Alas! poor Æschylus ! unlucky Dog!

Whom once a Lobster kill'd, and now a Log !" But this is a grievous error, for Æschylus was not slain by the fall of a Lobster on his head, but of a Tortoise, teste Val. Max. l. ix. cap. 12. Scribl.




Ver. 252. King John] He has omitted a fifth tragedy written also by Cibber, Xerxes; which being rejected by the Patentées of Drury Lane, was condemned at Lincoln's Inn Theatre; though Betterton and Mrs. Barry acted in it.

Ver. 253. the dear Nonjuror--Moliere's old stubble] A Comedy threshed out of Moliere's Tartuffe, and so much the Translator's favourite, that he assures us all our author's dislike to it could only arise from disaffection to the Government :

“Qui meprise Cotin, n'estime point son Roi,

Et n'a, selon Cotin, ni Dieu, ni foi, ni loi,” He assures us that“ when he had the honour to kiss his Majesty's hand upon presenting his dedication of it, he was graciously pleased, out of his Royal bounty, to order him two hundred pounds for it. And this he donbts not grieved Mr. P."." W.And probably it did! 570.500 1988 1931


Tears gush'd again, as from pale Priam's eyes, 255 When the last blaze sent Ilion to the skies.

Rous’d by the light, old Dulness heav'd the head, Then snatch'd a sheet of Thulè from her bed ; Sudden she flies, and whelms it o'er the pyre ; Down sink the flames, and with a hiss expire. 260

Her ample presence fills up all the place;
A veil of fogs dilates her awful face:
Great in her charms! as when on Shrieves and

She looks, and breathes herself into their airs.


Ver. 255. pale Priam's] Priam was informed of the fate of Troy, says Shakspeare, by a form so pale, so woe-begone : for which last epithet, said a certain critic, we should read Ucalegon. He was Priam's next neighbour,--proximus ardet Ucalegon. An absurdity of the very first class!

Ver. 258. Thule] An unfinished poem of that name, of which one sheet was printed many years ago, by Ambrose Philips, a northern author. It is a usual method of putting out a fire, to cast wet sheets upon it. Some critics have been of opinion that this sheet was of the nature of the Asbestos, which cannot be consumed by fire : but I rather think it an allegorical allusion to the coldness and heaviness of the writing. W.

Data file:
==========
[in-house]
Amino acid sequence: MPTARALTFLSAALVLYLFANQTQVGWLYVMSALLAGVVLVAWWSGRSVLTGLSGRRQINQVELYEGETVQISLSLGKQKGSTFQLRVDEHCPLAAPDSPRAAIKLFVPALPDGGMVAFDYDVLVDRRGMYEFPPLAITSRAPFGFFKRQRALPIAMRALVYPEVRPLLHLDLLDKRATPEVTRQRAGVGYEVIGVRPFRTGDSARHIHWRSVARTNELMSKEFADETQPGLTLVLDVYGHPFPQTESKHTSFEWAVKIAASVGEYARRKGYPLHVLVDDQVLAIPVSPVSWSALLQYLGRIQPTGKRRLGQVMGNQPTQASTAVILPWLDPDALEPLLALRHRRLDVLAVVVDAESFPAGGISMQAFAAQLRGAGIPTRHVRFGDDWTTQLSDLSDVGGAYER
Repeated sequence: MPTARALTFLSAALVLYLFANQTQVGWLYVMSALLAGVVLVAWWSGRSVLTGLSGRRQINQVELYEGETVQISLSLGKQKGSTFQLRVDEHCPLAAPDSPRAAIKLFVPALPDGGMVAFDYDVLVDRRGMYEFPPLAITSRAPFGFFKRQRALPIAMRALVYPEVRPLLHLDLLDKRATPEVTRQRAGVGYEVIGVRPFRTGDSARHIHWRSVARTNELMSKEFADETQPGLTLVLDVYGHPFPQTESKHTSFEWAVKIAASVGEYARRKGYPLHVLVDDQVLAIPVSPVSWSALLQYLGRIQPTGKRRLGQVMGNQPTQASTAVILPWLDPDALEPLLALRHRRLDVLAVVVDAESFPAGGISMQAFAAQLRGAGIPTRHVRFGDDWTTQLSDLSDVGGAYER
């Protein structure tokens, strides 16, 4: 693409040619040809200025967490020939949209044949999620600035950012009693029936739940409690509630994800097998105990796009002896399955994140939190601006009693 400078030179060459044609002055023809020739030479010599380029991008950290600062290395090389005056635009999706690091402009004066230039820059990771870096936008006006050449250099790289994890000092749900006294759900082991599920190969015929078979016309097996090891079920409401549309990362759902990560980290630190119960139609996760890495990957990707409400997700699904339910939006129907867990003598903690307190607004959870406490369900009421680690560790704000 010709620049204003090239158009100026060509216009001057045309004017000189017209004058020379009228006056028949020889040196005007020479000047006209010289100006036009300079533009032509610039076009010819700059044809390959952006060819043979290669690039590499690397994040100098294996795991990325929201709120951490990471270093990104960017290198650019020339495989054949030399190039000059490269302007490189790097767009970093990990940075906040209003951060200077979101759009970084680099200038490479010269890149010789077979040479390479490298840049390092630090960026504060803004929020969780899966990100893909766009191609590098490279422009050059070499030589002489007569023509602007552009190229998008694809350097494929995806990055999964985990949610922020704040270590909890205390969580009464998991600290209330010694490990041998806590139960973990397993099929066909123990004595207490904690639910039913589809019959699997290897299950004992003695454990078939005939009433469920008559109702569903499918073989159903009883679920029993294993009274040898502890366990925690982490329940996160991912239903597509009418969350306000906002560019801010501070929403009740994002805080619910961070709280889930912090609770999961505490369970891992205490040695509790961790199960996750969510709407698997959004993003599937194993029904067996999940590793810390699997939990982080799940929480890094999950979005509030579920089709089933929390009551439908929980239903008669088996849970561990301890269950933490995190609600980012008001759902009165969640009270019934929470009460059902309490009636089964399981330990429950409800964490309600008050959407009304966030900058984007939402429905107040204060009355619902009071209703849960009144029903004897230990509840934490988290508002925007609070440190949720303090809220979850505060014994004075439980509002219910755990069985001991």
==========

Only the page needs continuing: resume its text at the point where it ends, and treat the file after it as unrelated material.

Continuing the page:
Philips certainly deserved not to be treated with such acrimonious contempt, if we consider his epistle from Denmark; his imitation of Strada; his translations of Sappho, and Pindar; and his Distrest Mother; though copied indeed from Racine. Pope himself commends the Epistle from Denmark in his Letters.

IMITATIONS. Ver. 263. Great in her charms! as when on Shrieves and May'rs

She looks, and breathes herself into their airs.] “ Alma parens confessa Deam; qualisque videri Cælicolis, et quanta solet"

Virg. Æn. ii. “ Et lætos oculis afflavit honores.”

Id. Æn. i.

[blocks in formation]

She bids him wait her to her sacred Dome : 265
Well pleas'd he enter'd, and confess'd his home.
So Spirits ending their terrestrial race,
Ascend and recognise their Native Place.
This the Great Mother dearer held than all 269
The clubs of Quidnuncs, or her own Guildhall :
Here stood her Opium, here she nurs'd her Owls,
And here she plann'd th' Imperial seat of fools.

Here to her Chosen all her works she shows;
Prose swell'd to verse, verse loit’ring into prose :
How random thoughts now meaning chance to find,
Now leave all memory of sense behind : 276
How Prologues into Prefaces decay,
And these to Notes are fritter'd quite away :
How Index-learning turns no student pale,
Yet holds the eel of science by the tail : 280


After Ver. 268, in the former Ed. followed these two lines,

Raptur'd, he gazes round the dear retreat,

And in sweet numbers celebrates the seat. Var. And in sweet numbers celebrates the seat.] Tibbald writ a Poem called the Cave of Poverty, which concludes with a very extraordinary wish, “ That some great genius, or man of distinguished merit, may be starved, in order to celebrate her power, and describe her Cave.” It was printed in octavo, 1715. W.


Ver. 280. 'eel of science] Is from the Tale of a Tub.


Ver. 269. This the Great Mother, &c.]

“ Urbs antiqua fuit-
Quam Juno fertur terris magis omnibus unam
Posthabita coluisse Samo: hic illius arma,
Hic currus fuit: hoc regnum Dea gentibus esse
(Si qua fata sinant) jam tum tenditque fovetque."

Virg. Æneid. i. b

« 上一頁繼續 »